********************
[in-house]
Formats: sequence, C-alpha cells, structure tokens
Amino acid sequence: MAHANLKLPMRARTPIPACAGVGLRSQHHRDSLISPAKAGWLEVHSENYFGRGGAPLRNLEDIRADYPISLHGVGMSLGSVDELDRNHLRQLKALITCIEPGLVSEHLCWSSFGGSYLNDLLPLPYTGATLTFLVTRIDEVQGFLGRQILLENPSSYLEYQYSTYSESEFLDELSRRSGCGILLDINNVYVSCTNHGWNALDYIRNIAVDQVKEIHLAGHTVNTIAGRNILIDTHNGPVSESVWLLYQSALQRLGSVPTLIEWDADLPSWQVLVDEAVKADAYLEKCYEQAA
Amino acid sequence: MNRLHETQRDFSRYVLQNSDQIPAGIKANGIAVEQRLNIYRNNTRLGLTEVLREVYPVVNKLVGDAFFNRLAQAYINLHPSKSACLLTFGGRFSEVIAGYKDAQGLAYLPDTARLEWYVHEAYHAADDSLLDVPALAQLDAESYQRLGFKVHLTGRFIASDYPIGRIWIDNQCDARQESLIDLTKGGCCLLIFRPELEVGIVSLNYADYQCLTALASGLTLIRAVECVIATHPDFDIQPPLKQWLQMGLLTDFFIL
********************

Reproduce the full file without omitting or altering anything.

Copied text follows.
[in-house]
Formats: sequence, C-alpha cells, structure tokens
Amino acid sequence: MAHANLKLPMRARTPIPACAGVGLRSQHHRDSLISPAKAGWLEVHSENYFGRGGAPLRNLEDIRADYPISLHGVGMSLGSVDELDRNHLRQLKALITCIEPGLVSEHLCWSSFGGSYLNDLLPLPYTGATLTFLVTRIDEVQGFLGRQILLENPSSYLEYQYSTYSESEFLDELSRRSGCGILLDINNVYVSCTNHGWNALDYIRNIAVDQVKEIHLAGHTVNTIAGRNILIDTHNGPVSESVWLLYQSALQRLGSVPTLIEWDADLPSWQVLVDEAVKADAYLEKCYEQAA
Amino acid sequence: MNRLHETQRDFSRYVLQNSDQIPAGIKANGIAVEQRLNIYRNNTRLGLTEVLREVYPVVNKLVGDAFFNRLAQAYINLHPSKSACLLTFGGRFSEVIAGYKDAQGLAYLPDTARLEWYVHEAYHAADDSLLDVPALAQLDAESYQRLGFKVHLTGRFIASDYPIGRIWIDNQCDARQESLIDLTKGGCCLLIFRPELEVGIVSLNYADYQCLTALASGLTLIRAVECVIATHPDFDIQPPLKQWLQMGLLTDFFIL